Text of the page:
People often rip on the White Sox for having players of a certain age or a certain disposition towards getting days off over injury and health problems, and often with good reason. The former is really of no one’s concern, as many a player has battled the ravages of time to excel even in their later years, but what about the latter? At what point does a player turn from injured to perpetual injury risk? Let’s take the example of Carlos Quentin:
July 20, 2006: Major League debut
March 2007: Left labrum and rotator cuff; misses 13 regular-season games
August 2007: Right hamstring; 15-day DL
September 2007: Shut down for season; misses 27 games
October 2007: Surgery to repair labrum and rotator
June 2008: Thumb injury, day-to-day; misses 1 game
August 2008: Forearm injury, day-to-day; misses 2 games
September 2008: Shatters wrist, shut down for season; misses 30 games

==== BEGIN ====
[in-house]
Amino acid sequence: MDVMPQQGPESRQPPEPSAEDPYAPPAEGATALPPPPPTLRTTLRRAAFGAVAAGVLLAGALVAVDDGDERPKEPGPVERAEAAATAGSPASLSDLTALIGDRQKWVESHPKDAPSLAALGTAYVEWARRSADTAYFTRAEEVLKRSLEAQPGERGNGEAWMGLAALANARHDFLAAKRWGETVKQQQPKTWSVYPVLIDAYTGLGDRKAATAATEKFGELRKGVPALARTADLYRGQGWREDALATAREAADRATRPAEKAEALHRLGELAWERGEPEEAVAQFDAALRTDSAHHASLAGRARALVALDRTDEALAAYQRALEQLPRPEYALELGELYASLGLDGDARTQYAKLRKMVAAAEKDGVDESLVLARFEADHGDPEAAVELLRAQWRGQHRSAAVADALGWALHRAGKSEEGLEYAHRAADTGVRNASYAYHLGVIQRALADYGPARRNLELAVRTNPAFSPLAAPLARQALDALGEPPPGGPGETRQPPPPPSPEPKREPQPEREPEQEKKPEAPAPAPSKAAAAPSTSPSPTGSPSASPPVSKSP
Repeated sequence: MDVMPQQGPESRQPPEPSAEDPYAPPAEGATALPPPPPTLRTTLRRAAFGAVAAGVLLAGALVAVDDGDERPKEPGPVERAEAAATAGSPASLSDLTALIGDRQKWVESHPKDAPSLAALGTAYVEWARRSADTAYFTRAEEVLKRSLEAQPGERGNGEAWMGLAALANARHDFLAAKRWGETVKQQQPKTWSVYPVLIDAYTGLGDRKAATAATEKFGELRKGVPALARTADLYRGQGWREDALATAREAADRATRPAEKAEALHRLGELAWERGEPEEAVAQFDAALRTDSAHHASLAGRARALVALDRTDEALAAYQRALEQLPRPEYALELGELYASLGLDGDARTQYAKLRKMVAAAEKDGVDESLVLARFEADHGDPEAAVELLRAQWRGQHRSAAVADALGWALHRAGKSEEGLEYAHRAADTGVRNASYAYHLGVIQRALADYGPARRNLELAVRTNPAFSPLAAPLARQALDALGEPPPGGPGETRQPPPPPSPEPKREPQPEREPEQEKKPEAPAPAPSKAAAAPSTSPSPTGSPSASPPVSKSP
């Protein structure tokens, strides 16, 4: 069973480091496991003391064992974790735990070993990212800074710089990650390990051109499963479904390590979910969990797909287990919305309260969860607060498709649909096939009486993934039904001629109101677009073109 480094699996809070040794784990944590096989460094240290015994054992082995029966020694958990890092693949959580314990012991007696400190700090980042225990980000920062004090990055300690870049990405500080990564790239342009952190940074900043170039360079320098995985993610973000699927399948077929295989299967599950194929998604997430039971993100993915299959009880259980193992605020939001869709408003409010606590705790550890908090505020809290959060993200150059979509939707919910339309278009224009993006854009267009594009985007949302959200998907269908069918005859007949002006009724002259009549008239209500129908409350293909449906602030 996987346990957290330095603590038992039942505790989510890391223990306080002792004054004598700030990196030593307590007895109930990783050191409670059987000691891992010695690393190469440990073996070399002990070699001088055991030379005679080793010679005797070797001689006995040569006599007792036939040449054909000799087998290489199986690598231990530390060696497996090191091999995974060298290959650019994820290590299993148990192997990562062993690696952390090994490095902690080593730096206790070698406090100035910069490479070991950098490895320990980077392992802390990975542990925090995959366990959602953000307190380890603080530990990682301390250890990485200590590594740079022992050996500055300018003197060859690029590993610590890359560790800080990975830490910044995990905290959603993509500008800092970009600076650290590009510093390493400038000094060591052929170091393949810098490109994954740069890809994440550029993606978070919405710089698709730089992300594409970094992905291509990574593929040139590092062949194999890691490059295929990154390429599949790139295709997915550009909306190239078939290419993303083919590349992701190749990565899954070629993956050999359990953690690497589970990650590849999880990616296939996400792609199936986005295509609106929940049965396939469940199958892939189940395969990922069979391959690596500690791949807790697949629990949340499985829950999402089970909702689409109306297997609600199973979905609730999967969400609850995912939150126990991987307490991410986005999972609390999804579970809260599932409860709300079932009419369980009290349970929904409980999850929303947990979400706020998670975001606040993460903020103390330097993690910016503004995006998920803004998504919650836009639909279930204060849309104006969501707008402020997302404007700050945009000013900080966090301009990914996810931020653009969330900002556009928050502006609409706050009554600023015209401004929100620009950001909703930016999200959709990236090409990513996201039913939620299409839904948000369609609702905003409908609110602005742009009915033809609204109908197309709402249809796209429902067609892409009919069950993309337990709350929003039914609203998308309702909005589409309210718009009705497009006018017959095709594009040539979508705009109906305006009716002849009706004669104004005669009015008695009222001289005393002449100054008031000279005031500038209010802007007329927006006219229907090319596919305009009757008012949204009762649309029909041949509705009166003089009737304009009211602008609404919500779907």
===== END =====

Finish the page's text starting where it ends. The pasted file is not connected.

May 2009: Heel injury, recurring; severity unknown, misses six games to date
In three partials and one full season, that’s 94 games wiped off the map due to injury, all segmented into seasons of of 55, 33 and six days’ worth of time off. Cut that however you like, that’s a lot of time. By way of comparison, Jim Thome, that elder statement of the pulled this or that, has missed 37 since first coming to the South Side in 2006; Jermaine Dye, 32 in the same period; Paul Konerko, 31.
What’s interesting is that any of Thome, Konerko or Dye missing a day or two is taken as a consequence of old age, yet when he smashed himself up so good last fall, most people took that as proof of Quentin being “intense,” “driven,” “competitive” or, eventually, even “cerebral.” But what if it’s something less desirable and – gasp! – not actually a sign of superhuman awesomeness at all?
Already anointed as the future CEO of the South Side Power & Lumber Company, what if he’s not actually the right man for the job? Not that he’s incapable of great things on the diamond, but that his body is going to continually render him incapable of playing?
What if these aren’t freak injuries but just The Way He Is?
What if Carlos Quentin is really just a powerful guy who gets hurt a lot? It would be nice to think these things are inevitable, that they happen all the time. . . except they aren’t. And they don’t.
Except to Carlos Quentin.